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  • Writer's pictureLaurel Knight

Valkyrie Fallen - Chapter 9



I don’t know if they thought I wouldn’t be able to hear them from outside, but their voices carried loud and clear through the wooden structure.

“She is not staying,” Björn roared. “You can’t just invite any stranger into our home. You know nothing about her!”

“You have to leave, and it will leave us with no one to protect us. She is a far better option than the men here who aren’t going on the raids.” Signe’s voice was thick with implication. “Would you leave us at their mercy? Or the mercy of our neighbors?”

“Of course not. I will stay.”

“You can’t stay, you have to earn gold and favor with the Jarl. It’s our only hope of keeping this place. If you don’t serve him, he could take away our home and give it to someone else.”
“That’s not going to happen; he wouldn’t be that stupid. The entire village would revolt.”
“You don’t know that, and he has the power. Whether he should do it is a different matter. And don’t count on the village to take care of us; you haven’t done a good job of ingratiating yourself with the chieftain or his family. You should try to make friends with the right people.”
“I have no interest in Åge’s daughter. He only wants me to take her because he figures a man caring for three girls would have no trouble with a useless wife. I will not marry someone who would expect my sisters to wait on her hand and foot. He raised Åse to think she was a princess hoping to shunt her off on the Jarl’s sons, and none of them would have her.”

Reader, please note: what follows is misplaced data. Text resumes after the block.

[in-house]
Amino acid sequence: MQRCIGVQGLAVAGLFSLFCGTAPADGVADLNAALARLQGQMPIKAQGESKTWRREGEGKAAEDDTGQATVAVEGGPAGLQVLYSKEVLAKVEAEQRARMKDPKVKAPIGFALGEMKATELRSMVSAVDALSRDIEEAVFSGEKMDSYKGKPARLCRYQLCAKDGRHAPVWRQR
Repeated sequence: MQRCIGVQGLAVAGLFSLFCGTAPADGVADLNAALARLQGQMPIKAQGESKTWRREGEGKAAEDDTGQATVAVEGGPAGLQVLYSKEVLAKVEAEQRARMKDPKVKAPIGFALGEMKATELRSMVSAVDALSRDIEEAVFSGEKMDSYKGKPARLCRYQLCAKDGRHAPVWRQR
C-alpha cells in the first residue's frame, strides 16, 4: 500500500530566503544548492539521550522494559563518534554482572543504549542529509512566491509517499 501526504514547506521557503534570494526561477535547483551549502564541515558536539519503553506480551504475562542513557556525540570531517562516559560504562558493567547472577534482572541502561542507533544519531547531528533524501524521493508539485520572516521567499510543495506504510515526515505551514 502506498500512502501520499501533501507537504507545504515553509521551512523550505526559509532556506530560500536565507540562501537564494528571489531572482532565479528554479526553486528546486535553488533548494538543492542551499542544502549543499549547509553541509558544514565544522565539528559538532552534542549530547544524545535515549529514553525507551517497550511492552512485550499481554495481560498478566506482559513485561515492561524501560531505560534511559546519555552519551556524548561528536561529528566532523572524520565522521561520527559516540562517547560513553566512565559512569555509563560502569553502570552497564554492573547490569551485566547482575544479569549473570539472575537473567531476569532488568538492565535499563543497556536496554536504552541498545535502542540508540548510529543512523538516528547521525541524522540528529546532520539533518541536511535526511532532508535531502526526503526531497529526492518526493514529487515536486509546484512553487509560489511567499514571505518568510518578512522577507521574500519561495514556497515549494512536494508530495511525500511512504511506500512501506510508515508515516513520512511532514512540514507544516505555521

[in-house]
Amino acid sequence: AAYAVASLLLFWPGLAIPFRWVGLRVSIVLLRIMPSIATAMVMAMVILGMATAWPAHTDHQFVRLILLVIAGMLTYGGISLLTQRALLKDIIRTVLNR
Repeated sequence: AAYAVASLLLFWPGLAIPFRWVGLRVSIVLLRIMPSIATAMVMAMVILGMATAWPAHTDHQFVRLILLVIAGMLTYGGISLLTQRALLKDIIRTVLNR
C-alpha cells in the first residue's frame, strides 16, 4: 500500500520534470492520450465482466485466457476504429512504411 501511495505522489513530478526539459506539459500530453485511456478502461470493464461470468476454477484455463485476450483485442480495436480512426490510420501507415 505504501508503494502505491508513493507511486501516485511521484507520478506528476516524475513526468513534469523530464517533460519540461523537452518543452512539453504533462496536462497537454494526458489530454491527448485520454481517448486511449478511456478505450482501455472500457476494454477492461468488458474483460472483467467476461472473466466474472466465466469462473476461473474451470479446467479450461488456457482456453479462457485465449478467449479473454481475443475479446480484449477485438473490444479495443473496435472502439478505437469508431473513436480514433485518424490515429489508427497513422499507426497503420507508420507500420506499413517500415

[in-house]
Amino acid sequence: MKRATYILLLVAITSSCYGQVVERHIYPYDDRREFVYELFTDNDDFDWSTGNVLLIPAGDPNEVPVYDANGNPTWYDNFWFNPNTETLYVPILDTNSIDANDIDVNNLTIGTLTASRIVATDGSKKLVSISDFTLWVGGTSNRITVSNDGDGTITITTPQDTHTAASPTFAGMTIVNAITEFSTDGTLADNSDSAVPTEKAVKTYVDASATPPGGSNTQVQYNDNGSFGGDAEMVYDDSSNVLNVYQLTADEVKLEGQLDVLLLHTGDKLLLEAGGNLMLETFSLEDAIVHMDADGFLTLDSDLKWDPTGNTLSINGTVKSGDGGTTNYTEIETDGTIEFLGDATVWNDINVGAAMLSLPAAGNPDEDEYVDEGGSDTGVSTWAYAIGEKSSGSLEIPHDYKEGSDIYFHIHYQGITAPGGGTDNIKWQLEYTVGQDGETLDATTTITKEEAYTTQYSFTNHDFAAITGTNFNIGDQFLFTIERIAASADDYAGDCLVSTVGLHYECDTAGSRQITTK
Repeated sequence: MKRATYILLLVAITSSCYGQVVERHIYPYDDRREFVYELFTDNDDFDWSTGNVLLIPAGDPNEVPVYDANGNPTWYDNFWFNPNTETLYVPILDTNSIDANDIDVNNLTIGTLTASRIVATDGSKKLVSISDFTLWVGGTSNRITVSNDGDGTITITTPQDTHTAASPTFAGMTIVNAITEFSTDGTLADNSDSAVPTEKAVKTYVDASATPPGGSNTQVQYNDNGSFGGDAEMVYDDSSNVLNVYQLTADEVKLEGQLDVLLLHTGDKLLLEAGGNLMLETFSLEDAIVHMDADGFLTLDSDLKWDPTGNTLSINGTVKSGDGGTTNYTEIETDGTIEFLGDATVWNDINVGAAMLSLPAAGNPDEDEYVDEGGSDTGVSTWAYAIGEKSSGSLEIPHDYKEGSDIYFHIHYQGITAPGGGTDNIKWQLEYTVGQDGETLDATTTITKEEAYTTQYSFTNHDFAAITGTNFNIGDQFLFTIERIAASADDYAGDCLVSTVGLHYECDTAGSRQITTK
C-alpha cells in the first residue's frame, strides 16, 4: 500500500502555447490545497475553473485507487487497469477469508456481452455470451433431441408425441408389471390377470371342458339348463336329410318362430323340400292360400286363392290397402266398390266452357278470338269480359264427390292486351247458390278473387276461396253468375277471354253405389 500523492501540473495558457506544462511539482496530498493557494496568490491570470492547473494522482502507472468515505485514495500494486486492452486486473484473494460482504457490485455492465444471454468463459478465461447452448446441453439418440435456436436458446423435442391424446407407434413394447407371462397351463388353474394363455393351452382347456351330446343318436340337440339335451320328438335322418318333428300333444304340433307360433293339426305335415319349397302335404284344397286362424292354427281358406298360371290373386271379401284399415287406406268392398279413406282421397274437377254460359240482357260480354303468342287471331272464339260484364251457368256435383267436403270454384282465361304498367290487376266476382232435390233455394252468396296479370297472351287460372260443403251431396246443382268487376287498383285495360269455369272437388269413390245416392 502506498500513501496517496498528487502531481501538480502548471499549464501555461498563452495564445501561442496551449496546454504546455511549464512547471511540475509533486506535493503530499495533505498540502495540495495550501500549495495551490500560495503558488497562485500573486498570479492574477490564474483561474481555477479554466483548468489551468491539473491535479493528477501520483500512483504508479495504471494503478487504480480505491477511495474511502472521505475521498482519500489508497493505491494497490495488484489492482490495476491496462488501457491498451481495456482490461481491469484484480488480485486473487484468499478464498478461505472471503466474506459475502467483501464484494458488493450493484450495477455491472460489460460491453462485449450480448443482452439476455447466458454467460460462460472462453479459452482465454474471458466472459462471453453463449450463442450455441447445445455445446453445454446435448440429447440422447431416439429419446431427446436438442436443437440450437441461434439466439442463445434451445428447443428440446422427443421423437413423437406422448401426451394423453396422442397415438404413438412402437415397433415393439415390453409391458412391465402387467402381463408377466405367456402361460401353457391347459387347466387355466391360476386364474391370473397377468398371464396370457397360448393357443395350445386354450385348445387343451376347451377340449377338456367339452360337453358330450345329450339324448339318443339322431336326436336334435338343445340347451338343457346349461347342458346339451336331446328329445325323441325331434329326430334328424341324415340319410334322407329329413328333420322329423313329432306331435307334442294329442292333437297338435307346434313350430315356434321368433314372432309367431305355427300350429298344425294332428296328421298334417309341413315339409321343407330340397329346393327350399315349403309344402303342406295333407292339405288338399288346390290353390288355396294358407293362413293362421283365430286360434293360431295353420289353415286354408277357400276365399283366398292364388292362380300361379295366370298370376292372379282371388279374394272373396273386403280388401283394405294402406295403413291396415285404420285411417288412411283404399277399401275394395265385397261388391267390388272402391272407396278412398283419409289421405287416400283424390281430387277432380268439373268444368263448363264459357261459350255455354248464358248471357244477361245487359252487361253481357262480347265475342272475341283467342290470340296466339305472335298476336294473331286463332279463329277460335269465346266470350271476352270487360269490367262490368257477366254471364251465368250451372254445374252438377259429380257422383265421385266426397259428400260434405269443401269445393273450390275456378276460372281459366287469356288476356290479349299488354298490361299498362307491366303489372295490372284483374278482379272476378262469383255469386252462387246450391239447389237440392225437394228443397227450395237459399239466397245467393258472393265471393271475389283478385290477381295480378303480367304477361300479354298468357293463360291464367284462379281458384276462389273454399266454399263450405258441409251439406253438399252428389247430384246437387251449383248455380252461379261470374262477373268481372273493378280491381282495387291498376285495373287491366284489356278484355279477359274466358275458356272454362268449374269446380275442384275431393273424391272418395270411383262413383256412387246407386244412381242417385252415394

“You don’t have to show him how much you dislike her. You can at least be friendly. Go on some raids, drink beer with Åge, make friends.”

“No,” the reply was stubborn. “My responsibility is to take care of you three, and that is what I will do.”

Signe’s sigh was audible. “Brenna is exactly the answer to our prayers. Why can’t you see that? Frigg must have seen how much we would need a shield maiden and sent her to us, and you sneer at her gift.”

“She will not set foot in my house.”

“This is our house, not your house. And we outnumber you three to one. We need someone to protect us, and you need to go on the raids. The decision is made, and you have no reason to argue against it. Do you?”

The silence was long and painful. Would Björn actually admit he hated me because I’d already beaten him in a sword fight and spared his life? Or was that just too humiliating for him?
I could just picture the fierce, proud face of Signe staring down her much larger, much older brother without mercy. The girl was a force, to be sure. Despite her injury, or perhaps because of it, she was as hard as the granite walls of the fjord.

“Fine,” Björn sighed, breaking the silence. “I will allow it, for now. So long as she pulls her weight and gives me no reason to doubt her honor, she can remain here until the autumn.”
Their voices lowered, and I could not make out what was said anymore. A few minutes later, the faded wooden door creaked open, and Björn strode out. He closed the door behind him and marched in my direction.

The shadows had stretched with the setting sun, and it grew quite chilly as the damp clouds of mist rose from the water below. I stood to meet him, intent on not revealing any weakness.